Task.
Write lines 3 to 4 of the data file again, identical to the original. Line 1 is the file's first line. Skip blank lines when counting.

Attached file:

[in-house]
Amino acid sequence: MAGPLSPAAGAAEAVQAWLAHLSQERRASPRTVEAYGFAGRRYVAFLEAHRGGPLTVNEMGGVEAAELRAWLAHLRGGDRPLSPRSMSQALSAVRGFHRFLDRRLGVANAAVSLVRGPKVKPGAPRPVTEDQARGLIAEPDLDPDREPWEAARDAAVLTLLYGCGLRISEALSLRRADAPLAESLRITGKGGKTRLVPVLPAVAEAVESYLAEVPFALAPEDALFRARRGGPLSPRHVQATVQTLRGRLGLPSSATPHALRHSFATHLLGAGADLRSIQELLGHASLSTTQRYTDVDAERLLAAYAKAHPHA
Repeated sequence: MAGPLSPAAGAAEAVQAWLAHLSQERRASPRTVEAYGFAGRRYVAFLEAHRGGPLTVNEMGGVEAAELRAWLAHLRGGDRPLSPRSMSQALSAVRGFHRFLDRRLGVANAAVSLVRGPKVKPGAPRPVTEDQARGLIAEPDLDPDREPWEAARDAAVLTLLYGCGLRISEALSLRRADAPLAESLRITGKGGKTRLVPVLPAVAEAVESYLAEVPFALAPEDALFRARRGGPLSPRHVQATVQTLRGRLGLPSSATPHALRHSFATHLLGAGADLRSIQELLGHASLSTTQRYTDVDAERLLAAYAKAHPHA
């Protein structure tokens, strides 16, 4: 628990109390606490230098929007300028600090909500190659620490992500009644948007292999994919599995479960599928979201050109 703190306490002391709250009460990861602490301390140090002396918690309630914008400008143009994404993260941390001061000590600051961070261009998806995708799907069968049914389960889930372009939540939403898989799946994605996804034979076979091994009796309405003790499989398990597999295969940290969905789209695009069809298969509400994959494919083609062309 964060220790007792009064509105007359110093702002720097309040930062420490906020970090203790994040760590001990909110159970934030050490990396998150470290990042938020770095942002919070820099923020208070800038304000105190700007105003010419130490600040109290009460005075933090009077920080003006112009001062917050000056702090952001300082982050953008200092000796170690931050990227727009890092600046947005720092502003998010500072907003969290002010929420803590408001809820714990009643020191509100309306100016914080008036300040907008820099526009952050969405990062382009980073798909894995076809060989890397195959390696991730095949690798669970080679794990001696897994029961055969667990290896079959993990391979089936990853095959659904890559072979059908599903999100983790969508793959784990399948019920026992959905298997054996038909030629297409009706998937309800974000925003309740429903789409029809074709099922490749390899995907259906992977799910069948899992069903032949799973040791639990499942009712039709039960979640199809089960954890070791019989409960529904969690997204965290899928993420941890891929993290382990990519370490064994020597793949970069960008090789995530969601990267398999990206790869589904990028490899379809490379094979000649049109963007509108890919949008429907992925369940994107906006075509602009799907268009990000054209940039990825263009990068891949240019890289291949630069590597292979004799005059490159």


Repeated sequence: MAGPLSPAAGAAEAVQAWLAHLSQERRASPRTVEAYGFAGRRYVAFLEAHRGGPLTVNEMGGVEAAELRAWLAHLRGGDRPLSPRSMSQALSAVRGFHRFLDRRLGVANAAVSLVRGPKVKPGAPRPVTEDQARGLIAEPDLDPDREPWEAARDAAVLTLLYGCGLRISEALSLRRADAPLAESLRITGKGGKTRLVPVLPAVAEAVESYLAEVPFALAPEDALFRARRGGPLSPRHVQATVQTLRGRLGLPSSATPHALRHSFATHLLGAGADLRSIQELLGHASLSTTQRYTDVDAERLLAAYAKAHPHA
């Protein structure tokens, strides 16, 4: 628990109390606490230098929007300028600090909500190659620490992500009644948007292999994919599995479960599928979201050109 703190306490002391709250009460990861602490301390140090002396918690309630914008400008143009994404993260941390001061000590600051961070261009998806995708799907069968049914389960889930372009939540939403898989799946994605996804034979076979091994009796309405003790499989398990597999295969940290969905789209695009069809298969509400994959494919083609062309 964060220790007792009064509105007359110093702002720097309040930062420490906020970090203790994040760590001990909110159970934030050490990396998150470290990042938020770095942002919070820099923020208070800038304000105190700007105003010419130490600040109290009460005075933090009077920080003006112009001062917050000056702090952001300082982050953008200092000796170690931050990227727009890092600046947005720092502003998010500072907003969290002010929420803590408001809820714990009643020191509100309306100016914080008036300040907008820099526009952050969405990062382009980073798909894995076809060989890397195959390696991730095949690798669970080679794990001696897994029961055969667990290896079959993990391979089936990853095959659904890559072979059908599903999100983790969508793959784990399948019920026992959905298997054996038909030629297409009706998937309800974000925003309740429903789409029809074709099922490749390899995907259906992977799910069948899992069903032949799973040791639990499942009712039709039960979640199809089960954890070791019989409960529904969690997204965290899928993420941890891929993290382990990519370490064994020597793949970069960008090789995530969601990267398999990206790869589904990028490899379809490379094979000649049109963007509108890919949008429907992925369940994107906006075509602009799907268009990000054209940039990825263009990068891949240019890289291949630069590597292979004799005059490159």